Family & Parenting

Fun and farts galore at NI Science Festival

Jenny Lee catches up with TV presenter and science whizz Stefan Gates ahead of his live show at this month's NI Science Festival

Stefan Gates brings his explosive edible adventure exploring the bizarre science behind our food to the NI Science Festival

ARE you guilty of telling your kids to "sshh" when they giggle at or say the word fart? Well, the message from science author and TV presenter Stefan Gates is "stop".

"Parents are terrified by the word 'fart', but it's completely natural. Kids are often taught it's something rude, but it's actually just science - the biology of digesting food, the chemistry of turning it into a gas and the physics of producing a sound."

Stefan knows a lot about the subject - he's even written a book about it.

Fartology: The Extraordinary Science Behind the Humble Fart takes a comprehensive look at the journey from food to fart; the weird science behind intestinal gas; the sounds, smells and all things in between.

And this month he brings his Fartology Live show to Northern Ireland, promising mind-blowing, trouser-exploding fun for all the family.

"We are going to have a blast in Belfast. I've got a huge whoopee cushion, a vortex canon, glowing drinks, edible chemical reactions, explosions and lots of fun," says the dad of two.

The Londoner, otherwise known as The Gastronaut. is basically the science teacher we all wish we had had.

He first discovered the delights of food experimentation during his student days when his lack of disposable income forced him to get inventive.

He worked in the BBC's comedy department before teaming up with a chemistry professor to discover more about the science of food and making the leap in front of the screen with his CBBC children's series Gastronuts and Incredible Edibles.

"I put weird things in my mouth and find out what happens" laughs Stefan.


He has since made over 20 television programmes, each demonstrating his unique ability to take complex scientific concepts and make them exciting, fun and easy to understand.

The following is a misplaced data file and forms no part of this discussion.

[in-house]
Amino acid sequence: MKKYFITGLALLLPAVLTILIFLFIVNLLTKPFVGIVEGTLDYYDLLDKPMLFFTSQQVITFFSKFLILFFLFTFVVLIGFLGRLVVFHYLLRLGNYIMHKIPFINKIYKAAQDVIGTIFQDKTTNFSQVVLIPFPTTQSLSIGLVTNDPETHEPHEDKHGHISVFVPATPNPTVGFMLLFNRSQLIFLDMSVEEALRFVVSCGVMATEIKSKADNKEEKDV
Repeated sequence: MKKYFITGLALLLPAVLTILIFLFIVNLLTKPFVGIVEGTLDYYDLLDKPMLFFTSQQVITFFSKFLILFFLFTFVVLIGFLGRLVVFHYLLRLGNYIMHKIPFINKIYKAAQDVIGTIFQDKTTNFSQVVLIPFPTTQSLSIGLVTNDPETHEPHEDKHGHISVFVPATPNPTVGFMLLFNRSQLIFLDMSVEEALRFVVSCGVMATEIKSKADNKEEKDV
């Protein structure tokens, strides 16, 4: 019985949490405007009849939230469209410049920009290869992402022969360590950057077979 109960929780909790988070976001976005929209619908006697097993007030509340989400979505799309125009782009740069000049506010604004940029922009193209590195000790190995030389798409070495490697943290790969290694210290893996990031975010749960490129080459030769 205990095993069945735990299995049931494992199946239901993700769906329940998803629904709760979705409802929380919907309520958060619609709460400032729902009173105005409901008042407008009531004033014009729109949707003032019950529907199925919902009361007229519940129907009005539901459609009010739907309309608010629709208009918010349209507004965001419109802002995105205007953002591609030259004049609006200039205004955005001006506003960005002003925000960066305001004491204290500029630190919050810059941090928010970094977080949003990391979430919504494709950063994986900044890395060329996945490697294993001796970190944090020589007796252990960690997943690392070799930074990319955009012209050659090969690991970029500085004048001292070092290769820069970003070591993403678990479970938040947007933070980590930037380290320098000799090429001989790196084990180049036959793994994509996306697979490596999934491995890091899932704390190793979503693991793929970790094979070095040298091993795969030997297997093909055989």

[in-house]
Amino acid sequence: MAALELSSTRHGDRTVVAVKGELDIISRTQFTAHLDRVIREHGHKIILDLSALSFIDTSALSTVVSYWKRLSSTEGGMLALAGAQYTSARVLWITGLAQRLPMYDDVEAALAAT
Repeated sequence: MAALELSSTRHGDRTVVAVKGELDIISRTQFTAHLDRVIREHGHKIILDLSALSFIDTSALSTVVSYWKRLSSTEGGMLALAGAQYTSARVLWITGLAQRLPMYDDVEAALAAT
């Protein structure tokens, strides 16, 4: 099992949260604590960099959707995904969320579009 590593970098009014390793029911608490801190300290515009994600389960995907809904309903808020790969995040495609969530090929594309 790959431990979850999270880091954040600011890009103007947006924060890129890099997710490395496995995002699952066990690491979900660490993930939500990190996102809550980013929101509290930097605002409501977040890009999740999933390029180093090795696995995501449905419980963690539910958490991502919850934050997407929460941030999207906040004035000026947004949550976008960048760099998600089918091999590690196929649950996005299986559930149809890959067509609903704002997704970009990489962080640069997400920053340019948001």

These include Food Factory, Can Eating Insects Save The World? And Cooking in the Danger Zone, which saw him sampling local delicacies such as radioactive brandy in Chernobyl and rotting walrus in the Arctic.

"You can't muck about with food before it becomes a bit silly or wasteful, but the moment you start talking about the chemistry behind food or how it works inside you then you can blow stuff up and have fun.

"With both my television and live shows we are looking for very visual and dramatic ways to explain complex scientific processes.

"It's vital to inspire children at a young age and doing extraordinary things definitely helps them remember."

Stefan describes the subject of flatulence as "an amazing tool" for doing just that.

"The fart sound is all about the physics of acoustics. I got these enormous whoopee cushions especially built out of industrial latex to show the turbulence and fluid dynamics behind a fart.

"Likewise, you can describe acid-based reactions to children and they will glaze over. But the moment you give them sherbet to eat and then take apart the ingredients and see the citric acid and bicarbonate explode, then they go, 'Oh that's an acid-base reaction'."